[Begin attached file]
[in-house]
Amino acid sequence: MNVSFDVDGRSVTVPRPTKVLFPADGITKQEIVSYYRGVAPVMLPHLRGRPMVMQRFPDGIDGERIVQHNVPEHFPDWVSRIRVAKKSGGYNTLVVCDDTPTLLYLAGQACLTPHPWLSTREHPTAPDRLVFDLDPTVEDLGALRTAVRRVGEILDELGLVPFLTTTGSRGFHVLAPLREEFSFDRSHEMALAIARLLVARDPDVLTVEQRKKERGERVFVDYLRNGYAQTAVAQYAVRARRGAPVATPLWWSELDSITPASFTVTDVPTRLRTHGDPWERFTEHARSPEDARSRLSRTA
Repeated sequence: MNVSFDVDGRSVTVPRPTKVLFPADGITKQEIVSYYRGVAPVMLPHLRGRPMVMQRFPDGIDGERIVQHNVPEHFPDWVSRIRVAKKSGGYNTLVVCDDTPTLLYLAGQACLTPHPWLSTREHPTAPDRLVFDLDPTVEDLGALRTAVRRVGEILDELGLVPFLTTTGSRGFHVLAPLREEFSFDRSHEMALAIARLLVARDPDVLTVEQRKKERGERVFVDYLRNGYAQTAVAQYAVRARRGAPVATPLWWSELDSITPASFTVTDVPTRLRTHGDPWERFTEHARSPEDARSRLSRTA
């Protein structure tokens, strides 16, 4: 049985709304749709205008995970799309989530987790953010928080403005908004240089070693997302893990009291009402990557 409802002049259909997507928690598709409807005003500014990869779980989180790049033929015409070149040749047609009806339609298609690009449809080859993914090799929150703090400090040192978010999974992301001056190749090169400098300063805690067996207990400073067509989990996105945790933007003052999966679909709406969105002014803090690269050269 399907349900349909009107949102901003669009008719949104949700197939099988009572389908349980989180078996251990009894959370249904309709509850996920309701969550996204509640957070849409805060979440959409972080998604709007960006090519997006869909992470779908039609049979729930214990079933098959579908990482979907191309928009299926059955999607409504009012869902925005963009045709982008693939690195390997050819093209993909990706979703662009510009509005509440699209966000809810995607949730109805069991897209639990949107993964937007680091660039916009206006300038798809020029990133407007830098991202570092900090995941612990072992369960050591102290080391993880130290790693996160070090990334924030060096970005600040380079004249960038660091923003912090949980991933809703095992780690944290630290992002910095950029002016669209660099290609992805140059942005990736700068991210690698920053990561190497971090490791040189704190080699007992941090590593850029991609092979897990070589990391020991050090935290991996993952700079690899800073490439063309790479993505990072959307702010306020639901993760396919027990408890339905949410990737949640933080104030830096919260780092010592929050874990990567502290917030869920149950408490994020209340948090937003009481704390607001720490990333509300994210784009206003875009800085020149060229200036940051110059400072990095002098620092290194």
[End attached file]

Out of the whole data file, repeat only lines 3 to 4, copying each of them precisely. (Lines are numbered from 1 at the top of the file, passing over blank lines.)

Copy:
Repeated sequence: MNVSFDVDGRSVTVPRPTKVLFPADGITKQEIVSYYRGVAPVMLPHLRGRPMVMQRFPDGIDGERIVQHNVPEHFPDWVSRIRVAKKSGGYNTLVVCDDTPTLLYLAGQACLTPHPWLSTREHPTAPDRLVFDLDPTVEDLGALRTAVRRVGEILDELGLVPFLTTTGSRGFHVLAPLREEFSFDRSHEMALAIARLLVARDPDVLTVEQRKKERGERVFVDYLRNGYAQTAVAQYAVRARRGAPVATPLWWSELDSITPASFTVTDVPTRLRTHGDPWERFTEHARSPEDARSRLSRTA
């Protein structure tokens, strides 16, 4: 049985709304749709205008995970799309989530987790953010928080403005908004240089070693997302893990009291009402990557 409802002049259909997507928690598709409807005003500014990869779980989180790049033929015409070149040749047609009806339609298609690009449809080859993914090799929150703090400090040192978010999974992301001056190749090169400098300063805690067996207990400073067509989990996105945790933007003052999966679909709406969105002014803090690269050269 399907349900349909009107949102901003669009008719949104949700197939099988009572389908349980989180078996251990009894959370249904309709509850996920309701969550996204509640957070849409805060979440959409972080998604709007960006090519997006869909992470779908039609049979729930214990079933098959579908990482979907191309928009299926059955999607409504009012869902925005963009045709982008693939690195390997050819093209993909990706979703662009510009509005509440699209966000809810995607949730109805069991897209639990949107993964937007680091660039916009206006300038798809020029990133407007830098991202570092900090995941612990072992369960050591102290080391993880130290790693996160070090990334924030060096970005600040380079004249960038660091923003912090949980991933809703095992780690944290630290992002910095950029002016669209660099290609992805140059942005990736700068991210690698920053990561190497971090490791040189704190080699007992941090590593850029991609092979897990070589990391020991050090935290991996993952700079690899800073490439063309790479993505990072959307702010306020639901993760396919027990408890339905949410990737949640933080104030830096919260780092010592929050874990990567502290917030869920149950408490994020209340948090937003009481704390607001720490990333509300994210784009206003875009800085020149060229200036940051110059400072990095002098620092290194």